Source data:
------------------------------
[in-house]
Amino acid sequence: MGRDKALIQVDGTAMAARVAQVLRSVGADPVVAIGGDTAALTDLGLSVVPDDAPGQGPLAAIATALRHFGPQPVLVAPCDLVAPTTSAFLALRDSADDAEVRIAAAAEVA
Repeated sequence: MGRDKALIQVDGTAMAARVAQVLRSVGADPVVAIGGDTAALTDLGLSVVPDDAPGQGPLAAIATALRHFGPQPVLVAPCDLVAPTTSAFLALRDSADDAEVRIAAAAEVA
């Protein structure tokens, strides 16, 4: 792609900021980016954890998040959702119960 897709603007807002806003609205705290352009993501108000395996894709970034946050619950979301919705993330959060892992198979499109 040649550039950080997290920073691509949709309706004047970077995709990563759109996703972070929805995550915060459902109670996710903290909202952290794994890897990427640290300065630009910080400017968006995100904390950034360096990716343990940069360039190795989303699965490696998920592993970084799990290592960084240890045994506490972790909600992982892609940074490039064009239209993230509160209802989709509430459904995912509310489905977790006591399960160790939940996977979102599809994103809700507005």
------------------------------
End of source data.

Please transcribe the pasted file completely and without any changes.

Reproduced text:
[in-house]
Amino acid sequence: MGRDKALIQVDGTAMAARVAQVLRSVGADPVVAIGGDTAALTDLGLSVVPDDAPGQGPLAAIATALRHFGPQPVLVAPCDLVAPTTSAFLALRDSADDAEVRIAAAAEVA
Repeated sequence: MGRDKALIQVDGTAMAARVAQVLRSVGADPVVAIGGDTAALTDLGLSVVPDDAPGQGPLAAIATALRHFGPQPVLVAPCDLVAPTTSAFLALRDSADDAEVRIAAAAEVA
């Protein structure tokens, strides 16, 4: 792609900021980016954890998040959702119960 897709603007807002806003609205705290352009993501108000395996894709970034946050619950979301919705993330959060892992198979499109 040649550039950080997290920073691509949709309706004047970077995709990563759109996703972070929805995550915060459902109670996710903290909202952290794994890897990427640290300065630009910080400017968006995100904390950034360096990716343990940069360039190795989303699965490696998920592993970084799990290592960084240890045994506490972790909600992982892609940074490039064009239209993230509160209802989709509430459904995912509310489905977790006591399960160790939940996977979102599809994103809700507005």